Jean Perpillant, owner, head honcho and web designer extraordinaire of Design Theory and I recently had a conversation about the importance of Social Media and in particular, blogging. Oftentimes one of the hardest parts of our (and in particular my) job is getting clients to believe that professional blogging is a worthwhile cause and can be a great contributor to your business’s success. See a previous blog I wrote on that subject at http://bit.ly/WaawSu. So as we were talking about our own numbers and the ROI therefrom, I suggested lifting the hood on our analytic statistics to prove just how vital this is to the exposure and growth of your business and that business’s profitability. He loved the idea of using our own transparency to prove the validity of our belief to outside clients that there is a tangible benefit To Blog or Not to Blog. No dirty overalls or Goop needed, here we go…
The early part of September hits on our weekly blogs – 572 Page Views
As you can see, we have 3 main contribution sources for our readership this particular week-those who come through our blog being indexed on Google, visits to our blog through visiting www.jpdesigntheory.com directly and others through various alternative search engines. As you can see, the top referring websites that contribute to our audience statistics are Google & LinkedIn with majority this weeks of readership coming from our blogs being indexed on Google. Ah yes, the power of Google.
At Design Theory, we know that our readership is vital to getting our name out there not only in the World Wide Blogosphere but also to the masses as a whole. We’re not a huge corporation with various satellite offices (YET!) but we know that having a world wide presence is the key to meeting our company goals as well as attaining clientele outside our hubs geographic region in Orlando, Florida. What you can also see from the Audience Stats, is that Tuesday happens to be our highest number of reads for this particular week. Knowing that information is important because it tells us at DT, that the early part of the week is the best time to post and also can help clue us in as to who is posting on that day & the impact that person has our readership. Monday is right behind Tuesday for readership and I happen to know that those 2 days blogs are written by Daphne Lenti, our lead Graphic Designer on Monday and me, your happy Wordsmith & Content Marketeer (love the title right!) on Tuesday. What it additionally shows Daphne & I is how important our blogging is to the exposure of our company AND that people are interested in what we have to say & that we have a well-respected level of knowledge on what we write about. It also shows that our connections on LinkedIn are working as an additional exposure source through our professional networks and the groups we are affiliated with on there.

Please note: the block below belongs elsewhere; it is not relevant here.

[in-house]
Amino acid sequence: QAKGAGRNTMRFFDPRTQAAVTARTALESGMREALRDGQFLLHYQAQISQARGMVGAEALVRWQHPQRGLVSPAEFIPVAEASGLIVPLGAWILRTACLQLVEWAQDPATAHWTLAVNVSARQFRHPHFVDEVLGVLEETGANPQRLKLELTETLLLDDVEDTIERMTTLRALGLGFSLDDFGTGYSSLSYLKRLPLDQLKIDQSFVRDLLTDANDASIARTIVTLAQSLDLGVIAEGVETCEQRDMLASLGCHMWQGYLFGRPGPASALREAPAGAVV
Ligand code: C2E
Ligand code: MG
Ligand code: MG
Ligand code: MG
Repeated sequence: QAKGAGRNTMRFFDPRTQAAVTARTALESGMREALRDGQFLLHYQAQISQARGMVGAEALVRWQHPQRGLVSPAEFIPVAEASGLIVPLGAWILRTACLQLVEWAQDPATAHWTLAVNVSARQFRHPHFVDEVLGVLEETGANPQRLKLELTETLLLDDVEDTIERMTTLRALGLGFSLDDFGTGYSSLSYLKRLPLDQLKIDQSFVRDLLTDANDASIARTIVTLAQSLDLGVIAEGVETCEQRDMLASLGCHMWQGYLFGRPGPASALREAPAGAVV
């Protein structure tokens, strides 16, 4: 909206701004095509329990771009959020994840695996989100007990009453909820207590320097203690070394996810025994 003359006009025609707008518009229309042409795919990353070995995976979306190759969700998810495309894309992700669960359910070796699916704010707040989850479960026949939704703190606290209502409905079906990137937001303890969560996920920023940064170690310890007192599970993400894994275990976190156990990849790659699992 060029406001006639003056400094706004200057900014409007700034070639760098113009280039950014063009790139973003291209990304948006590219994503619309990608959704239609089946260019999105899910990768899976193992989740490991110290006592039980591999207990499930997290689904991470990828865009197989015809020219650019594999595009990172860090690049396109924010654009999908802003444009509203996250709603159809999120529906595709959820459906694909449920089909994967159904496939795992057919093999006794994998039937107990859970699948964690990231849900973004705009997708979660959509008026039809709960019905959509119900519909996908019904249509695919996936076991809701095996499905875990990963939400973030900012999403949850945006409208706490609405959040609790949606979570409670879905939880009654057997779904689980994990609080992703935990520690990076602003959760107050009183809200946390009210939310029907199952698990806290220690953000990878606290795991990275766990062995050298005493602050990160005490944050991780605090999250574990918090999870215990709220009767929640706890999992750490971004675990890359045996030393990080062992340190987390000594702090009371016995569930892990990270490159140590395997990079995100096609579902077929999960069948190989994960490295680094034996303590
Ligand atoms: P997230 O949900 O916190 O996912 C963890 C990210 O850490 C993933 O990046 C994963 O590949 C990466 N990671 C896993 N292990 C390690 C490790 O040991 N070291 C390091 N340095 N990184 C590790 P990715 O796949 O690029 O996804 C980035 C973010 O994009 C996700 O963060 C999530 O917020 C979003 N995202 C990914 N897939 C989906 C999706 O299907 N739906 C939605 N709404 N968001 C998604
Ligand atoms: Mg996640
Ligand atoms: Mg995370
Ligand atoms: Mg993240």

The 3rd week of this month – 994 Page Views
What you see right off the bat is that our Page Views have dramatically increased by 442! Additionally, the 3 main contribution sources to these statistics remain the same but take note of the jump from 24 visits via LinkedIn to a whopping 148 visits in just 2 weeks! Once again Daphne & I are neck in neck until we get to a spike in readership on Thursday. Also note that the top viewing location has changed from Tijuana to Ulaanbaatar in Mongolia. I have no clue why but talk about a world wide presence!
So the crux of our To Blog or Not to Blog and reason for our behind the scenes look at our blogs, is to put our own “argument” to the test and to show you that we practice what we preach to our clients. Oh, and it works!
~ Content Writing Inspiration ~
This morning I took out a comma and this afternoon I put it back again. ~Oscar Wilde
Hey everyone! We’re proud and humble that you all have subscribed, comment, and continue to share our blog posts. I’d like to give a huge thank you from myself and the Design Theory staff. We wouldn’t be successful without all of you!
With all that, we are looking go expand our articles and this is where you come in. Let us know if you’re interested in writing for us. The only requirement is that you’ll be writing a post once a week for a specific day. The range for topics is still pretty open, but it does need to be design related. If you’d like some more information, please fill out the form below or call us at 888.603.1090. [contact-form subject=”New Dt blog writers” to=”firstname.lastname@example.org”] [contact-field label=”Name” type=”name” required=”true” /] [contact-field label=”Email” type=”email” required=”true” /] [contact-field label=”Website” type=”url” /] [contact-field label=”Comment” type=”textarea” required=”true” /] [/contact-form]